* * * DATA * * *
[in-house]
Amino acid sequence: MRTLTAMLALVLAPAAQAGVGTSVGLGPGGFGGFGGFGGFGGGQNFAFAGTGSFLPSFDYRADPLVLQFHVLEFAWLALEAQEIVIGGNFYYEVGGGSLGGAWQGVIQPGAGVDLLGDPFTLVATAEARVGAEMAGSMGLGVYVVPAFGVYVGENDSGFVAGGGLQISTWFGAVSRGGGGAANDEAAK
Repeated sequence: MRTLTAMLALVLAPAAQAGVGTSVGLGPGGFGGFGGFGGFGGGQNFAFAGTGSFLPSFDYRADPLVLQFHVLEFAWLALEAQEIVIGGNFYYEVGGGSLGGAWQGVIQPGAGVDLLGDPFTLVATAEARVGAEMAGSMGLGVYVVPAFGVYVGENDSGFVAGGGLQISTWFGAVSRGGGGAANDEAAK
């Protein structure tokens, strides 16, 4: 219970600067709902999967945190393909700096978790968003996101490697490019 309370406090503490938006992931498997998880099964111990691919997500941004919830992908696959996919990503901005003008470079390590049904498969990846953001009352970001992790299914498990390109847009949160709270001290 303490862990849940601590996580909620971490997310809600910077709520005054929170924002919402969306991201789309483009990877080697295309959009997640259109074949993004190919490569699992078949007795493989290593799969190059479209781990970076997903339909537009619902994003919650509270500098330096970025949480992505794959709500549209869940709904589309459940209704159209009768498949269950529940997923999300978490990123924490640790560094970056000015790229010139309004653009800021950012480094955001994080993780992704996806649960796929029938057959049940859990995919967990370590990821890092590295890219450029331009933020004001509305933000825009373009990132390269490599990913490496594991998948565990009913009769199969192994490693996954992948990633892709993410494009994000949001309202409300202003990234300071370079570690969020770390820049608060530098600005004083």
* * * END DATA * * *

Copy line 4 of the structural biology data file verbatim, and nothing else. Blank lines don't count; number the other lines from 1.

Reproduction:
């Protein structure tokens, strides 16, 4: 219970600067709902999967945190393909700096978790968003996101490697490019 309370406090503490938006992931498997998880099964111990691919997500941004919830992908696959996919990503901005003008470079390590049904498969990846953001009352970001992790299914498990390109847009949160709270001290 303490862990849940601590996580909620971490997310809600910077709520005054929170924002919402969306991201789309483009990877080697295309959009997640259109074949993004190919490569699992078949007795493989290593799969190059479209781990970076997903339909537009619902994003919650509270500098330096970025949480992505794959709500549209869940709904589309459940209704159209009768498949269950529940997923999300978490990123924490640790560094970056000015790229010139309004653009800021950012480094955001994080993780992704996806649960796929029938057959049940859990995919967990370590990821890092590295890219450029331009933020004001509305933000825009373009990132390269490599990913490496594991998948565990009913009769199969192994490693996954992948990633892709993410494009994000949001309202409300202003990234300071370079570690969020770390820049608060530098600005004083």